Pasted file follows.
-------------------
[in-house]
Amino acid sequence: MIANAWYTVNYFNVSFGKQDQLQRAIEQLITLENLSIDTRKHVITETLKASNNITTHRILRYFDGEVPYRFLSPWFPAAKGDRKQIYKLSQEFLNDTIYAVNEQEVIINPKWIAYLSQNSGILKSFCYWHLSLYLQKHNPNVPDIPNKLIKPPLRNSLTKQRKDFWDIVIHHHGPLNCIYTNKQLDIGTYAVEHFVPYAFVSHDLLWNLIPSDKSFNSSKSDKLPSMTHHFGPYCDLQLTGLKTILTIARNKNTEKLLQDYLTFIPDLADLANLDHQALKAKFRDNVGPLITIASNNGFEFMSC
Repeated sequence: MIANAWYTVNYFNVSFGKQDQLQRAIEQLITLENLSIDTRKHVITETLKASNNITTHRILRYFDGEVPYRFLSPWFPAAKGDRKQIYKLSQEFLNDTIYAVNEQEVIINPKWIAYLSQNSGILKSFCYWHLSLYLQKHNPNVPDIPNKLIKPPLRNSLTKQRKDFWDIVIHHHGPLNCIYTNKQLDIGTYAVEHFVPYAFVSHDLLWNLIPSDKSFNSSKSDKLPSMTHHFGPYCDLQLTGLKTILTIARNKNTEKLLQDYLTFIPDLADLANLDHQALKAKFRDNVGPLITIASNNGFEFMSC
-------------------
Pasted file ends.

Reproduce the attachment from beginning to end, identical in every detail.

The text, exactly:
[in-house]
Amino acid sequence: MIANAWYTVNYFNVSFGKQDQLQRAIEQLITLENLSIDTRKHVITETLKASNNITTHRILRYFDGEVPYRFLSPWFPAAKGDRKQIYKLSQEFLNDTIYAVNEQEVIINPKWIAYLSQNSGILKSFCYWHLSLYLQKHNPNVPDIPNKLIKPPLRNSLTKQRKDFWDIVIHHHGPLNCIYTNKQLDIGTYAVEHFVPYAFVSHDLLWNLIPSDKSFNSSKSDKLPSMTHHFGPYCDLQLTGLKTILTIARNKNTEKLLQDYLTFIPDLADLANLDHQALKAKFRDNVGPLITIASNNGFEFMSC
Repeated sequence: MIANAWYTVNYFNVSFGKQDQLQRAIEQLITLENLSIDTRKHVITETLKASNNITTHRILRYFDGEVPYRFLSPWFPAAKGDRKQIYKLSQEFLNDTIYAVNEQEVIINPKWIAYLSQNSGILKSFCYWHLSLYLQKHNPNVPDIPNKLIKPPLRNSLTKQRKDFWDIVIHHHGPLNCIYTNKQLDIGTYAVEHFVPYAFVSHDLLWNLIPSDKSFNSSKSDKLPSMTHHFGPYCDLQLTGLKTILTIARNKNTEKLLQDYLTFIPDLADLANLDHQALKAKFRDNVGPLITIASNNGFEFMSC